From here on the pass itself was clearly visible, and our only difficulty was finding enough energy to lug our packs up to the foot of the small glacier just below the pass. Here we strapped on our crampons, and continued upwards, passing a couple of small crevasses on the climber’s right. One final scramble up yet another scree slope put us on top of the pass, and we were thrilled to look out over the Tasman Valley as the sun began to set. We set up our camp on a small clear patch just above the pass, and Sonya cooked us up a tasty cheesy noodle dish as I organized the tent. We briefly visited with our neighbors camped below on the glacier – three friendly guys from Christchurch who had come up the Tasman side and supplied us with useful route information for our descent.
The stars started to come out as we headed back up to our little yellow tent, and I spent a few minutes taking nighttime pictures of Mt. Cook from the pass. I noticed some mist beginning to form below on the Tasman Glacier, and in fewer than three minutes visibility was reduced to zero on the pass. I took this as a hint and wandered back into the tent, where Sonya was busy warming up our sleeping bags.
March 20, 2006
View from Ball Ridge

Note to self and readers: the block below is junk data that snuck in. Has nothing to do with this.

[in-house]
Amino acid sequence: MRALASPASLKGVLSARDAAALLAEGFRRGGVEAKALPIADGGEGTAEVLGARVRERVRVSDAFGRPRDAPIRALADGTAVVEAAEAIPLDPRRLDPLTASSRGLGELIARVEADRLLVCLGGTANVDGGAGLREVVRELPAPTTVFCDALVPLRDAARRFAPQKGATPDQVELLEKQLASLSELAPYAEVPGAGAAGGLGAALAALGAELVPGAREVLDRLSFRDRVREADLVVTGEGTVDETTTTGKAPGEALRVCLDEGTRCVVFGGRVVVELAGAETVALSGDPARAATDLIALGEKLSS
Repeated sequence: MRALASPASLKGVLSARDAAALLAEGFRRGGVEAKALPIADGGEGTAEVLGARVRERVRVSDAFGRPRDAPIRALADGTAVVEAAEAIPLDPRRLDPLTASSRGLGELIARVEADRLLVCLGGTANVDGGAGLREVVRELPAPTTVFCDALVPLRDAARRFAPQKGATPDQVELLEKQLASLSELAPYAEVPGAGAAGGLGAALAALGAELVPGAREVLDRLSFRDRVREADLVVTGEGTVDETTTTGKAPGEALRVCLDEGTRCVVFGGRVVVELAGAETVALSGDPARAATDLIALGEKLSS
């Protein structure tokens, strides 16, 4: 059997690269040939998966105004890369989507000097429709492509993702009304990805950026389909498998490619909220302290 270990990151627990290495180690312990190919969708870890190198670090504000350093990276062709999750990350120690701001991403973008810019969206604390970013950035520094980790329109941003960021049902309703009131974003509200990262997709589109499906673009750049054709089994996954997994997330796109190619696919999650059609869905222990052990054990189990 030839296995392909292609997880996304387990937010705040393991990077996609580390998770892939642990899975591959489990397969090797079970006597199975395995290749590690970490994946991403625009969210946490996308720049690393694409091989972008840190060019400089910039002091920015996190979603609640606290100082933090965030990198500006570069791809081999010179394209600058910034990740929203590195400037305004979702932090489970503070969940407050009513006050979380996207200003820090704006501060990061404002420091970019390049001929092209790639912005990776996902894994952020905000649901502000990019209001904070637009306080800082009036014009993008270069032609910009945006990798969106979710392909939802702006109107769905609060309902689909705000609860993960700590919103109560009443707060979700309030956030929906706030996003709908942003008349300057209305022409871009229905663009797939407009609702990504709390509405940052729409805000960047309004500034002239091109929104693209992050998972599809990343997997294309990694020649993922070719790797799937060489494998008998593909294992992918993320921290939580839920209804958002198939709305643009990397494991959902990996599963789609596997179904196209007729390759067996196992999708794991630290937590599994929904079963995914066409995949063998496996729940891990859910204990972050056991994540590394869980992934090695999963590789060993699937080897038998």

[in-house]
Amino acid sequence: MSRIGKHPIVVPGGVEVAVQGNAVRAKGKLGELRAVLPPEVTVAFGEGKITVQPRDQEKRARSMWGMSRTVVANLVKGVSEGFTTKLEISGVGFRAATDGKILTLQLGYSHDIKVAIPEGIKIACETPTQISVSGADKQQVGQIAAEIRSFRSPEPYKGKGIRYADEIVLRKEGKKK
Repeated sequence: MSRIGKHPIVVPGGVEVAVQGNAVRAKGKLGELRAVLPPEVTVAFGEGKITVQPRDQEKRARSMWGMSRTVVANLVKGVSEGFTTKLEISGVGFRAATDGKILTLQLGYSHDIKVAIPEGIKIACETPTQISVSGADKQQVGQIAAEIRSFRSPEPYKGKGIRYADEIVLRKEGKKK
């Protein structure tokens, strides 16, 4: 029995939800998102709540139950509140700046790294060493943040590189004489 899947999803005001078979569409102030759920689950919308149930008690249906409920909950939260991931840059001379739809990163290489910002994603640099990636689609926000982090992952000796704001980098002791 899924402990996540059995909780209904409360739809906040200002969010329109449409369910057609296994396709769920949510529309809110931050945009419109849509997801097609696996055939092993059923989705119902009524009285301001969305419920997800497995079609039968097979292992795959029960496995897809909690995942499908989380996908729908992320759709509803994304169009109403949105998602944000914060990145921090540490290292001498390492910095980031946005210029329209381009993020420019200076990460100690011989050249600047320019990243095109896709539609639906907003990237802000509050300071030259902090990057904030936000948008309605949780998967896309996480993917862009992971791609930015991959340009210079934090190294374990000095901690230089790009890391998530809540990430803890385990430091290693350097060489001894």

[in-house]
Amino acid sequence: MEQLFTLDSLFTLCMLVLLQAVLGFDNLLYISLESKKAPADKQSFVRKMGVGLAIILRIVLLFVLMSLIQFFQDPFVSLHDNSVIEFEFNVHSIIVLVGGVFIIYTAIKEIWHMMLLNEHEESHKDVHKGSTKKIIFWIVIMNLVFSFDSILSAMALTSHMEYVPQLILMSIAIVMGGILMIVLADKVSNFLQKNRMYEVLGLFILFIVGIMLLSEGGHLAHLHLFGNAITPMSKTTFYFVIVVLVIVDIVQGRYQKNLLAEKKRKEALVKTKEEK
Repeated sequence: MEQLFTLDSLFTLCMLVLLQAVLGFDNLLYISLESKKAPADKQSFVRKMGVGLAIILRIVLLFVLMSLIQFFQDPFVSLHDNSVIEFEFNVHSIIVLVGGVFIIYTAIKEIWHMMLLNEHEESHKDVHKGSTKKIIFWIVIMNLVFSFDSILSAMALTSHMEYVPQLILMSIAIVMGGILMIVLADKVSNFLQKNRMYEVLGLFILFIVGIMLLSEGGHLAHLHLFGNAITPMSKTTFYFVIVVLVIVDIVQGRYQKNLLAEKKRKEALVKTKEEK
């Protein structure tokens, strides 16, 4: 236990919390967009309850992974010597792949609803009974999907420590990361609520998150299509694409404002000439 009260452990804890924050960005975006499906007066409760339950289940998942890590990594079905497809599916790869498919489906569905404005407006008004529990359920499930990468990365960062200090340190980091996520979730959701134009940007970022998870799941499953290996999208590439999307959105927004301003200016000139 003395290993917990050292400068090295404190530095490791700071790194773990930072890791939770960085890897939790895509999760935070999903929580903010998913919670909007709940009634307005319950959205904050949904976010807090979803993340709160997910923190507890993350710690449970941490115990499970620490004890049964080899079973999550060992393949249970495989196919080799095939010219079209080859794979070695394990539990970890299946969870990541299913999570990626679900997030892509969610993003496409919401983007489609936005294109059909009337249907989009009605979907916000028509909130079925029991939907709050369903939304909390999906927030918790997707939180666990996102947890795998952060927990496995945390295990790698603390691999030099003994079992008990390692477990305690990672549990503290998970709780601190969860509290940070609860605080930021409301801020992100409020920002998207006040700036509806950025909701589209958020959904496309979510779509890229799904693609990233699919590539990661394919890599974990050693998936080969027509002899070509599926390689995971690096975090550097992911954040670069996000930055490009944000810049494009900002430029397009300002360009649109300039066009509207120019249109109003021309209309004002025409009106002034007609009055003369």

The next morning we were treated to a fantastic red sunrise, after which we hurried to eat a tasty oatmeal breakfast, pack up and head off down the glacier into the Tasman Valley. Walking across the glacier beneath the morning sunlight on the Caroline Face of Mt. Cook was definitely one of the highlights of our trip. After numerous photo stops we gained the Ball Ridge, took a break to strip down some layers of clothes and take off the crampons, and continued down the ridge. This section of the route more or less follows the ridge crest, but in poor visibility conditions could make for extremely difficult travel.
Closeup of Caroline Face
After a steep scramble down a loose rocky spur we reached the Caroline Hut, two hours after we left the pass. We continued our descent, searching for the occasional ambiguous cairn (route finding was especially tricky just below the Caroline Hut) and steadily losing altitude. All the while the Caroline Face reared above us, rumbling with frequent serac falls and avalanches. As we continued down Sonya remarked how lucky we had been to avoid any gusty wind, which of course was the immediate cue for the wind to sweep across the ridge. A series of steep descents consisting of alternating short scrambling sections with longer segments along a more well defined path led us to the Ball Shelter and the valley floor.
From the precariously perched Ball Shelter (situated on a collapsing moraine wall) we trudged along the old road, which itself has slumped down the moraine at numerous points. Two hours later we arrived, hot and exhausted, at the Blue Lakes car park. Here we hitched a ride back to Mt. Cook village from a very friendly retired couple on holiday from Christchurch in their RV. The travelers were quite excited to hear where we had arrived from, and we were congratulated with a number of “good on ya’s!” Good on them for helping out a smelly pair of honeymooners!